Depending on the location of the non-surgical seromas, the dog will show neurological signs, including seizures and coma in cases where they develop in the brain or head. If it is a cervical seroma, it can bother and hinder the mobility of the neck, and if it occurs in the shoulders, it can hurt when walking.

Diagnosis of seroma in dogs

The appearance of a lump or swelling of the skin near the surgical wound within a few days of surgery is a reason to suspect a seroma. However, it must be differentiated from hematomas and hernias due to dehiscence of the suture, especially in cases of abdominal surgery..

This can differentiate ultrasound, to find out if there are organs in the lump or if it is blood fluid. The liquid extraction with a needle also differentiates bruises from seromas.

In the case of cranial seroma, advanced imaging techniques such as magnetic resonance imaging or computed tomography should be used..

Canine seroma treatment

In most dogs, the seroma will be reabsorbed through the skin around 10-20 days. In other cases, what can be done is the following:

  • Extraction: if, due to size or gravity, said liquid cannot be completely reabsorbed, which will make it necessary to extract it by collecting the liquid with a needle.
  • Sewer system: In the most serious cases, it may be necessary to temporarily place a drain in the area so that the blood serum does not continue to accumulate in the area. A drain is a tube that connects the outside with the seroma, going through the skin, to allow exudation to escape to the outside. Drainage can be passive with application of a compression bandage or closed suction drainage in the worst cases. In the latter case, the drain should not be removed until the extracted fluid is not more than 0.2 ml / kg per hour..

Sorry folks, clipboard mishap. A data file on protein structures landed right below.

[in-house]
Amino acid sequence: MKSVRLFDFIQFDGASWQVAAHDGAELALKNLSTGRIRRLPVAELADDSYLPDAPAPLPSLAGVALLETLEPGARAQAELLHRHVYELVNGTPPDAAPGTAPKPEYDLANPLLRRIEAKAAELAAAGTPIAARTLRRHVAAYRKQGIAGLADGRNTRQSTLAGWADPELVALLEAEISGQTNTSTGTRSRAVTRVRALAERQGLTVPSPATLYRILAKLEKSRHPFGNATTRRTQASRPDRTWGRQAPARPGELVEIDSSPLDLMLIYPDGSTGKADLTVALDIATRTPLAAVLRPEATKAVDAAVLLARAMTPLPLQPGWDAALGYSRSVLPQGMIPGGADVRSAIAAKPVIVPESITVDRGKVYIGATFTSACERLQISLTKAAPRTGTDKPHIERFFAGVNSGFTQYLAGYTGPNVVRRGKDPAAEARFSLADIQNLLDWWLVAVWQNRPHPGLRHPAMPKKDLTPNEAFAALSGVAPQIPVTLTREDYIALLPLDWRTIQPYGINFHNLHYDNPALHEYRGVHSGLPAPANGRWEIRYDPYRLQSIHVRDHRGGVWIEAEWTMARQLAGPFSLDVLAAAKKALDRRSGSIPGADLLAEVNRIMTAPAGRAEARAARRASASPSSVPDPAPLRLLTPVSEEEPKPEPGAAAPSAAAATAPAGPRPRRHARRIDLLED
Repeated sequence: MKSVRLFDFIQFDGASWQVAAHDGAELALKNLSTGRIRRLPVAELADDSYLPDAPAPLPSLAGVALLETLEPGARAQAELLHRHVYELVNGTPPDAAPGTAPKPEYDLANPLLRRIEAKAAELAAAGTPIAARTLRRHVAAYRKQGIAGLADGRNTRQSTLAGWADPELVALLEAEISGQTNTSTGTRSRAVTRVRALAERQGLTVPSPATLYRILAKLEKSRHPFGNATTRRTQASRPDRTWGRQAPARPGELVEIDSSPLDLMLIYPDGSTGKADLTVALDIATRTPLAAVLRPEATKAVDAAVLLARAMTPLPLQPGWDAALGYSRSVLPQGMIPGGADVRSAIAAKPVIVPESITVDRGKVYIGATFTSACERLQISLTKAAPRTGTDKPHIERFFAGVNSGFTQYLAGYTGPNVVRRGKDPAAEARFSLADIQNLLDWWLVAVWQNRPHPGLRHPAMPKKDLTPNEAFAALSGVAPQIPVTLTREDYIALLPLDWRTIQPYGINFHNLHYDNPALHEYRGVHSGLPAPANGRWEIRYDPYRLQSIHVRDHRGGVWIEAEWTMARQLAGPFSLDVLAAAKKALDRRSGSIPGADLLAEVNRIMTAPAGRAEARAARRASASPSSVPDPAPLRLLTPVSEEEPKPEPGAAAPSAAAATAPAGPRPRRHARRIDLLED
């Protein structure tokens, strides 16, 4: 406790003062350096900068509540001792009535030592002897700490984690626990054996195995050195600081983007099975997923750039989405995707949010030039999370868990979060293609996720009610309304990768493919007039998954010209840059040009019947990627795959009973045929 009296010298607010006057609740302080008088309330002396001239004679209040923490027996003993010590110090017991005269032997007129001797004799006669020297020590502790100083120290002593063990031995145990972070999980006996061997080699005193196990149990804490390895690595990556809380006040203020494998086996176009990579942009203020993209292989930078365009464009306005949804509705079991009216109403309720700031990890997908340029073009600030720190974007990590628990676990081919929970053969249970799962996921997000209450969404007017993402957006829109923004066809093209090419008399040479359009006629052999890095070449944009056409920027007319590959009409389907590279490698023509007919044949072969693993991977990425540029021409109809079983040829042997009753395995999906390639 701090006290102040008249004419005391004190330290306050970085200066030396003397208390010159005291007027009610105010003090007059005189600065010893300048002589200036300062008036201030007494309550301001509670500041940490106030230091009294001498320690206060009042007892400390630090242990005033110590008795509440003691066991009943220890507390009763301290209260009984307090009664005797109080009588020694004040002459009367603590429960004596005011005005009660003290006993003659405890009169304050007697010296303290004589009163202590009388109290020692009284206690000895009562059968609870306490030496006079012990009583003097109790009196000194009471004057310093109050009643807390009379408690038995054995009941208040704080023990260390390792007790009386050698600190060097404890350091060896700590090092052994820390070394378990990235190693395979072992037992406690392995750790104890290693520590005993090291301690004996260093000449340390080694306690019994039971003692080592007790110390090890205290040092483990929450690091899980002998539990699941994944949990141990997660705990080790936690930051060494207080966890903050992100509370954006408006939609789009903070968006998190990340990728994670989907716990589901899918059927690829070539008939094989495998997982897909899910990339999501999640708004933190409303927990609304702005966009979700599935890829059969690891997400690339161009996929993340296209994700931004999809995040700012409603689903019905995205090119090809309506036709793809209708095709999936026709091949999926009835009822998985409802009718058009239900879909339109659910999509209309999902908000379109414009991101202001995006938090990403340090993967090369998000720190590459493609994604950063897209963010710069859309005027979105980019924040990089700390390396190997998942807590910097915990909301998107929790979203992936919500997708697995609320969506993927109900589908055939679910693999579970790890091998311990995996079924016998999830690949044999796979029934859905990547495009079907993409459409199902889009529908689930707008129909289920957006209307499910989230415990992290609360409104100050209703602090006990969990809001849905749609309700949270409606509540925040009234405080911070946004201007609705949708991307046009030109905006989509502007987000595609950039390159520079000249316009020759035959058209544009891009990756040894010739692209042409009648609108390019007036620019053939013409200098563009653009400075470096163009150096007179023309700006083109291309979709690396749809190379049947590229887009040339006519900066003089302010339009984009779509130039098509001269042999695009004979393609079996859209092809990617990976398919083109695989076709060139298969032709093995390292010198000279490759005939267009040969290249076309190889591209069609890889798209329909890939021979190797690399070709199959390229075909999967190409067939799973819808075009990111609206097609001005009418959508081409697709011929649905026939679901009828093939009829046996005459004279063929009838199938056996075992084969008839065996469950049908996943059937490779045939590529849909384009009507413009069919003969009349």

• Corticosteroids or surgery: If the moderate seroma is not treated, encapsulation of the same can occur. When said seroma hardens, which will leave an unaesthetic scar. In these cases, corticosteroids and even surgery would be needed.
  • Antibiotics: It can also happen that the seroma becomes infected, causing an abscess in the scar with pus draining. In these cases, an antibiotic should be used.
  • Analgesics: if the dog is in pain or a lot of discomfort, analgesics or anti-inflammatories would be administered.

Prevention of seroma in dogs

To prevent the formation of seromas, care must be taken at the time of surgery and in the postoperative period:

  • In surgery: trauma to the tissues must be minimized, as well as dissecting the essentials and making an effective closure without dead spaces The latter will be achieved by suturing the subcutaneous tissue to the underlying fascia to obliterate the space. The most effective suture pattern appears to be the continuous quilting suture (quilting pattern) in which after about three stitches one is anchored to the fascia.
  • In the postoperative: dressings or compressive materials should be put on, as well as keeping the dog in a quiet place, in moderate rest and with an Elizabethan collar to the dog to avoid licking the area.

This article is merely informative, at AnimalWised.com we do not have the power to prescribe veterinary treatments or make any type of diagnosis. We invite you to take your pet to the vet in the event that it presents any type of condition or discomfort.